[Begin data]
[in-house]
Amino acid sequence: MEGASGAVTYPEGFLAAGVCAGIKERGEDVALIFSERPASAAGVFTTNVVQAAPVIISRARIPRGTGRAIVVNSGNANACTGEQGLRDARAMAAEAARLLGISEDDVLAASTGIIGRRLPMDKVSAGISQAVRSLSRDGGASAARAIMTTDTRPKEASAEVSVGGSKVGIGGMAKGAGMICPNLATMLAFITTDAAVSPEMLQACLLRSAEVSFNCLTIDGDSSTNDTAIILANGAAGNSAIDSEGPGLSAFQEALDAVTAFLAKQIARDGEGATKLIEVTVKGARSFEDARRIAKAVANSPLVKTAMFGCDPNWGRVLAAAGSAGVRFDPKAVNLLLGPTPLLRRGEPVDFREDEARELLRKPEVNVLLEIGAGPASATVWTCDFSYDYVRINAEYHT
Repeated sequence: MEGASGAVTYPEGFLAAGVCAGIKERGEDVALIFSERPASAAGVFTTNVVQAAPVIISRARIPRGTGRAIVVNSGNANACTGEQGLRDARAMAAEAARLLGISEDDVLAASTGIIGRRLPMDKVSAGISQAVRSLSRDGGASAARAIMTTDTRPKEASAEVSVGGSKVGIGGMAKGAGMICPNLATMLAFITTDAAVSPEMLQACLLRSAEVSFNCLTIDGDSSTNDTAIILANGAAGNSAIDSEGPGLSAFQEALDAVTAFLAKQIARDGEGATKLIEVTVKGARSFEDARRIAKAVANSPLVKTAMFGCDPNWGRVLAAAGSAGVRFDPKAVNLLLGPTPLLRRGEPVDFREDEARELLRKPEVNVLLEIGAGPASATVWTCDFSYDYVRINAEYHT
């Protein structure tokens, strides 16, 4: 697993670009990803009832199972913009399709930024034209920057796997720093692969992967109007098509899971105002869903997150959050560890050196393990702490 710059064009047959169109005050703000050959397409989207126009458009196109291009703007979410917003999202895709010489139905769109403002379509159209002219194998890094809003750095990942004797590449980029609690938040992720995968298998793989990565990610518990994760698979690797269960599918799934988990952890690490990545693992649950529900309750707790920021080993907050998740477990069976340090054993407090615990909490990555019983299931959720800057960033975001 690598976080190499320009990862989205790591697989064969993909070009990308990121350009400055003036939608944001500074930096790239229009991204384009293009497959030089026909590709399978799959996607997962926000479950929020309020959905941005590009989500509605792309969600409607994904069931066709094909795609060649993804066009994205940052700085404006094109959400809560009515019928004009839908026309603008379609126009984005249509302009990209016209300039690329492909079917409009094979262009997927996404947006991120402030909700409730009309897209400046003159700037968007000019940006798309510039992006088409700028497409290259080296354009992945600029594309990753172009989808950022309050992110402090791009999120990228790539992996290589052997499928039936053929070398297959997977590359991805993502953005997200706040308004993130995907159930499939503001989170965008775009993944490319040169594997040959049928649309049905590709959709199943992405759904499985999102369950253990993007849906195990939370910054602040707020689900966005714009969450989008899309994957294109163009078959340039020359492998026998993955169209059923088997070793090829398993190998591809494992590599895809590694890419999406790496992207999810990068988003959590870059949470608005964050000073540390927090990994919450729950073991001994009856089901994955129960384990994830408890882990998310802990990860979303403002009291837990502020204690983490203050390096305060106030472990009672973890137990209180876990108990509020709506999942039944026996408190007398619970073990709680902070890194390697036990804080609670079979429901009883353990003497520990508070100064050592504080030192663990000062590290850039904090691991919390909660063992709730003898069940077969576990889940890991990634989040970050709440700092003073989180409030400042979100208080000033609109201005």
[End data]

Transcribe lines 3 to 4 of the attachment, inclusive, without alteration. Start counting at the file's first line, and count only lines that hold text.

Repeated sequence: MEGASGAVTYPEGFLAAGVCAGIKERGEDVALIFSERPASAAGVFTTNVVQAAPVIISRARIPRGTGRAIVVNSGNANACTGEQGLRDARAMAAEAARLLGISEDDVLAASTGIIGRRLPMDKVSAGISQAVRSLSRDGGASAARAIMTTDTRPKEASAEVSVGGSKVGIGGMAKGAGMICPNLATMLAFITTDAAVSPEMLQACLLRSAEVSFNCLTIDGDSSTNDTAIILANGAAGNSAIDSEGPGLSAFQEALDAVTAFLAKQIARDGEGATKLIEVTVKGARSFEDARRIAKAVANSPLVKTAMFGCDPNWGRVLAAAGSAGVRFDPKAVNLLLGPTPLLRRGEPVDFREDEARELLRKPEVNVLLEIGAGPASATVWTCDFSYDYVRINAEYHT
């Protein structure tokens, strides 16, 4: 697993670009990803009832199972913009399709930024034209920057796997720093692969992967109007098509899971105002869903997150959050560890050196393990702490 710059064009047959169109005050703000050959397409989207126009458009196109291009703007979410917003999202895709010489139905769109403002379509159209002219194998890094809003750095990942004797590449980029609690938040992720995968298998793989990565990610518990994760698979690797269960599918799934988990952890690490990545693992649950529900309750707790920021080993907050998740477990069976340090054993407090615990909490990555019983299931959720800057960033975001 690598976080190499320009990862989205790591697989064969993909070009990308990121350009400055003036939608944001500074930096790239229009991204384009293009497959030089026909590709399978799959996607997962926000479950929020309020959905941005590009989500509605792309969600409607994904069931066709094909795609060649993804066009994205940052700085404006094109959400809560009515019928004009839908026309603008379609126009984005249509302009990209016209300039690329492909079917409009094979262009997927996404947006991120402030909700409730009309897209400046003159700037968007000019940006798309510039992006088409700028497409290259080296354009992945600029594309990753172009989808950022309050992110402090791009999120990228790539992996290589052997499928039936053929070398297959997977590359991805993502953005997200706040308004993130995907159930499939503001989170965008775009993944490319040169594997040959049928649309049905590709959709199943992405759904499985999102369950253990993007849906195990939370910054602040707020689900966005714009969450989008899309994957294109163009078959340039020359492998026998993955169209059923088997070793090829398993190998591809494992590599895809590694890419999406790496992207999810990068988003959590870059949470608005964050000073540390927090990994919450729950073991001994009856089901994955129960384990994830408890882990998310802990990860979303403002009291837990502020204690983490203050390096305060106030472990009672973890137990209180876990108990509020709506999942039944026996408190007398619970073990709680902070890194390697036990804080609670079979429901009883353990003497520990508070100064050592504080030192663990000062590290850039904090691991919390909660063992709730003898069940077969576990889940890991990634989040970050709440700092003073989180409030400042979100208080000033609109201005």